Question about National Historic Register

lsstOctober 2, 2008

If a house is on the National Historic Register, does it have any protection from being destroyed?

There is an antebellum home in my town that may be destroyed in order to build a housing development.

It is on the National Historic Register.

Thank you for reporting this comment. Undo

Federal funds may not be used to lessen its significance, like tear it down to build a highway, ballpark, etc.
Your state and local governments may offer further protections. In my town, a demolition permit must be sought, so one must appear before the landmarks commission if the structure is in one of three National Register Historic Districts.
In your case the state preservation officer (SHPO) may need to file a section 106 review to state the impact to historic resources if state (maybe) or federal funds are in play for road building, etc.

    Bookmark   October 2, 2008 at 6:53PM
Thank you for reporting this comment. Undo

My street is on the register, and so each contributing house, including mine, is on it too. The register doesn't give enough protection. I don't remember the details. Search their website and see what you can come up with.

Here in Los Angeles there are 3 more layers of protection. Historic Preservation Overlay Zones (HPOZ) make it much more difficult to tear down or alter any listed house. Our neighborhood is an HPOZ. And then there's Historic-Cultural Monuments of the city of Los Angeles, which offers some additional protection. Our house is a monument. And then there's the Mills Act, which offers a 50% reduction in house taxes if you keep both the inside and the outside of the house historically accurate. Whew! Our house has all of these, which makes it just about impossible to tear down. Of course there's always a big earthquake...

Here is a link that might be useful: National Register

    Bookmark   October 2, 2008 at 10:52PM
Thank you for reporting this comment. Undo

Thanks for the replies.
According to the website, a private owner can do whatever they want as long as there are no federal monies attached to the property.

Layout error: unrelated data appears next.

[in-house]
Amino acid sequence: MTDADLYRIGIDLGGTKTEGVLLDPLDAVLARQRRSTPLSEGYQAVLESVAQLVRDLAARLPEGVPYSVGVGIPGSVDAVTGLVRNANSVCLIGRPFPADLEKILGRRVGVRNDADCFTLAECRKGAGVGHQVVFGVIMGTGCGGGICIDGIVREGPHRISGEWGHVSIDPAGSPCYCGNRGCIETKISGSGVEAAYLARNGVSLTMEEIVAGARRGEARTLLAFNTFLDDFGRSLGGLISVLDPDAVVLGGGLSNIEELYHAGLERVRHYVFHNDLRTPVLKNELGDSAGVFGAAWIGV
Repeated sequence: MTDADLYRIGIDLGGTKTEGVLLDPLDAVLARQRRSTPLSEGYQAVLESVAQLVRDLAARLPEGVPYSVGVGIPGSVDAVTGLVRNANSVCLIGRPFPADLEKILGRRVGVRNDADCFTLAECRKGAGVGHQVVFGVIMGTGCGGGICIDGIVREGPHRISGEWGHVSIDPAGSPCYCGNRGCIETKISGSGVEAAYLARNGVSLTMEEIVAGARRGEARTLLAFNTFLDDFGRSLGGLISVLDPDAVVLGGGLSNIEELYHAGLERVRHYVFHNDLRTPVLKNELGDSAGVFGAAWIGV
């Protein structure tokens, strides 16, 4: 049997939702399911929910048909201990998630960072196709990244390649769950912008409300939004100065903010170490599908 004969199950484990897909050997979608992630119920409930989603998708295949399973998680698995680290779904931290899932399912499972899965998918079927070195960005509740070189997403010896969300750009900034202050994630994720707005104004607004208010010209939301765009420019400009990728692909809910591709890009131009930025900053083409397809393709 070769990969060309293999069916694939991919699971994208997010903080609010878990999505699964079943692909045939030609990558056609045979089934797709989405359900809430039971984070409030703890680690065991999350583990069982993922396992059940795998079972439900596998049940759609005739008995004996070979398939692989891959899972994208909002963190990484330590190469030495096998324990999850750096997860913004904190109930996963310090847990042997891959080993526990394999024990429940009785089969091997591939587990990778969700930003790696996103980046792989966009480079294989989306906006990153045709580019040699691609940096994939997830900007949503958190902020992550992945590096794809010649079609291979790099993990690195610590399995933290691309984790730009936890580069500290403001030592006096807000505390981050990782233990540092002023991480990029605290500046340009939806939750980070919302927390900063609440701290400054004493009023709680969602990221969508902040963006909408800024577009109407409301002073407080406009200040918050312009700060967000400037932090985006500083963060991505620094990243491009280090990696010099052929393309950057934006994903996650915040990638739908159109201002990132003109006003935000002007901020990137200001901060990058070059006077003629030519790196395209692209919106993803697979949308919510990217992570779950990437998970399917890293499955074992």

Bookmark   October 2, 2008 at 11:36PM
Thank you for reporting this comment. Undo

I find the situation terribly sad. I live in an old river town, with a lot of history. Almost everyone who headed West after the NW territory was opened came through my county because of the river system and initial surveys here. But, the older homes were terribly undervalued, and just went through stage after stage of being altered, rented out, then rented out by absentee landlords, and then torn down or condemned. They could be had for a song, and nobody really gave historic preservation a second thought.

My husband bought the house in which we are living now and certainly saved it from becoming one more victim. It's one of the original farms in our township and has some local historical value. But, it came 'that' close to becoming a memory for awhile and then forgotten.

Then the people who do it, go to Europe on they can see old buildings. LOL. Sometimes newer than the one they just tore down.

    Bookmark   October 3, 2008 at 10:00PM
Thank you for reporting this comment. Undo

Unfortunately, National Register sites are torn down everyday. The title does not bring protection.

    Bookmark   October 7, 2008 at 12:18AM
Sign Up to comment
More Discussions
Told we had a slate roof--turns out...'s asbestos. We bought our lovely, grand 1910...
Yikes. I just bought an 1898 Victorian house
Hi, I have always loved old homes and had the opportunity...
Hi. I have never posted in this particular forum before,...
1940 house (colonial) need period lighting advice
Hi! I'm really trying to stick with lighting that would...
White Cedar Shingles: Best price?
Hi all, My wife and I are gearing up to restore the...
People viewed this after searching for:
© 2015 Houzz Inc. Houzz® The new way to design your home™